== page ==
Thursday, May 22, 2008

Getting Ready to Go

I am a little more then two weeks away from departing to Pakistan. I have been busy packing, weighing, and buying. Right now I have about 250lbs of gear that I need to transport to Pakistan. Including 15 stoves and pot sets (THANKS LISA at JETBOIL), 50lbs of food and drink, three sleeping bags, 2 sleeping pads, 3 ice axes, crampons, medical kit, repair kit, clothing for 3 months(of course it is not that much and will probably stink to high heaven by the time I find a washing machine!),  and so many other little things that make life bearable on the mountain.

 I am looking forward to celebrating my grandparents 65th Wedding Anniversary on the 31st of May. It is an accomplishment that is far harder then climbing K2. They were married during WWII in San Antonio, Texas. They are an example to follow in life and relationships. Always be happy with where you are at in life, and do not waste your time wishing for what you do not have. It does not mean you do not strive for something better, but simply realize that you have control of your emotions and where you are going in your life. Celebrate everything that you do have and revel in the joy’s of your family. That point is being struck home right now because my grandmother has been in the hospital the past 10 days with an E-coli infection. It has been a touch and go process, and I am very thankful that I am close by to support them. My Grandmother keeps telling the doctors she needs to get out because she has a party to go to!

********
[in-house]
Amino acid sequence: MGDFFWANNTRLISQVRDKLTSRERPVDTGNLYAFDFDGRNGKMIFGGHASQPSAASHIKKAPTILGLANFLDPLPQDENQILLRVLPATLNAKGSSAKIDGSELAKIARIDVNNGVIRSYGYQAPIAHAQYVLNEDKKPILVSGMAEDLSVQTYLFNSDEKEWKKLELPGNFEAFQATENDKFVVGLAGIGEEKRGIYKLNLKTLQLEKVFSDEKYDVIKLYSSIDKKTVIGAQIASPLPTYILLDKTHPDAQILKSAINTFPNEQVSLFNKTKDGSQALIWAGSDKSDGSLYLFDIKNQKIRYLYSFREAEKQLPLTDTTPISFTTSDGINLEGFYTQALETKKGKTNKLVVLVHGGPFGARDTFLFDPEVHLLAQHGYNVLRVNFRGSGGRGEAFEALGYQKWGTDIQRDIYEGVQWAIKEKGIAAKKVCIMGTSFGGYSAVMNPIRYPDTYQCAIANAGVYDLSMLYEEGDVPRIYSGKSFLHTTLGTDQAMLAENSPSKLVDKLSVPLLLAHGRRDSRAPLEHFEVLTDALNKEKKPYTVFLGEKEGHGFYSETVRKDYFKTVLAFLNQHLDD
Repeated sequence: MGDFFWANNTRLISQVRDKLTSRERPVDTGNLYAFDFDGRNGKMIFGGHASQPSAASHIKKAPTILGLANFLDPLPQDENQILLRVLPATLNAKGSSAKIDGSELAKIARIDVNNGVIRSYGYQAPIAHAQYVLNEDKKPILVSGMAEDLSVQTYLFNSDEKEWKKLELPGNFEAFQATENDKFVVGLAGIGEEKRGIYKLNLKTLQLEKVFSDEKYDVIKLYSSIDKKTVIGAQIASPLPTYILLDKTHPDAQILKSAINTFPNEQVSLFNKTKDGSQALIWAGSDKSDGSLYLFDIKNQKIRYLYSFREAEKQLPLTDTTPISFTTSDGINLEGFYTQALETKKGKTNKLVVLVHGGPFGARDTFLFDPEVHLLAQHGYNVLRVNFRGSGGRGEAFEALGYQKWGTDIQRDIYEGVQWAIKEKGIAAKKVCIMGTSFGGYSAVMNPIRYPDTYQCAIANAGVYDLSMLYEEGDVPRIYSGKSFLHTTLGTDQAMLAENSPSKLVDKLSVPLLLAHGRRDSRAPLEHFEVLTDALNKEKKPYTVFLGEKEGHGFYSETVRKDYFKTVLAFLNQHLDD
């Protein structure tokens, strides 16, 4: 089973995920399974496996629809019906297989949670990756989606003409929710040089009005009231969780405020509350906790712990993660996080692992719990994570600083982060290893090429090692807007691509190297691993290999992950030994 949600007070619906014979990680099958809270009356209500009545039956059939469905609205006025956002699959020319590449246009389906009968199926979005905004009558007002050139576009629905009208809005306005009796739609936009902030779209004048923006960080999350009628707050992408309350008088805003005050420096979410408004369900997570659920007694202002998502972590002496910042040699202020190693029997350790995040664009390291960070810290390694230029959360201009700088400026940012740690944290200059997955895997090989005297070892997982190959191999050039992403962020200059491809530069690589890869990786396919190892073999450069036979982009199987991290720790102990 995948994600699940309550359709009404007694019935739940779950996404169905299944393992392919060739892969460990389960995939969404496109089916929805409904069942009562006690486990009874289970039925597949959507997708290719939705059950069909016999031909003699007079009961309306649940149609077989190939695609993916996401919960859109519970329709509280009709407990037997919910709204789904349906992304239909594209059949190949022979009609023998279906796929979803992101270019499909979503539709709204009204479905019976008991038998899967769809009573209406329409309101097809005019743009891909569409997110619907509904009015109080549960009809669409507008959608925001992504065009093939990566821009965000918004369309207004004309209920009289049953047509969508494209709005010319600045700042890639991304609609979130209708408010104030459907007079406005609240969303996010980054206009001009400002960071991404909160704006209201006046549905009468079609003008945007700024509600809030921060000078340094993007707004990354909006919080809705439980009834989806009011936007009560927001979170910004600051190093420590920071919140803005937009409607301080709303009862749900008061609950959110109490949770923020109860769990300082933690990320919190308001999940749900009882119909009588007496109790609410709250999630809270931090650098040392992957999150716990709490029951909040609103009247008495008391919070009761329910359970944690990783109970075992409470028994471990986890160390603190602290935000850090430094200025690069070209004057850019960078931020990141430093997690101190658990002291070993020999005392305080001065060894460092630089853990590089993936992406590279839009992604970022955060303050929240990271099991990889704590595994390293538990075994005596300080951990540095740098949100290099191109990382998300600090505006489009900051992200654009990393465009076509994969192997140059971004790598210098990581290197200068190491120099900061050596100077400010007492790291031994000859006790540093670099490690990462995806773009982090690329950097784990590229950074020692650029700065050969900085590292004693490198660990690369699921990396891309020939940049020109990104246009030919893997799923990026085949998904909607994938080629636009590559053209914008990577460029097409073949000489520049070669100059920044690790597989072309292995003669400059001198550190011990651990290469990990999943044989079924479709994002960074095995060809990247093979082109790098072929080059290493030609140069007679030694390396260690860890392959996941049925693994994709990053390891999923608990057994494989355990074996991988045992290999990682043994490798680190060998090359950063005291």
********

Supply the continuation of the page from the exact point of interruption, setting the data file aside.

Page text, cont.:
After that celebration, I will drive to Michigan from Tahoe City with my sister, unpack my trailer, repack my storage unit, and get everything weighed and loaded into 4 bags. Whew, I cannot wait to get onto the mountain where life will be simpler, but certainly not easier. My life has had many changes in the past few months, and I can only anticipate that it will change more over the course of the climb. I am looking forward to this climb as a time of personal reflection and pushing the limits of my ability at high altitude. But the key to any climb is to do it safely and be aware of your environment. No climb is without risk, and this one has its set of challenges.   

One of the most common questions I am asked is how I train for something like this. I have been focusing on cardio workouts and altitude gain. I try to do 1-3 hours a day of running, biking, or hiking with a pack. Truth be told, my strength lies in my ability to keep walking all day with a heavy pack. I have never been a gym rat, but I do love going outside and experiencing a good runner’s high. My ankle has healed very nicely thanks to the ART treatment that I got from Dr. Karen Slota. It allowed me to start running again after my ankle surgery. Unfortunately, I waited almost a year before I sought her treatment.

I do want to thank all my family and friends who support me in this endeavor. I know it is a hard thing to experience from their perspective, and not many people understand.  But to those of you who have given me your unconditional support I thank you.

Climb Hard, Climb High, Come Home!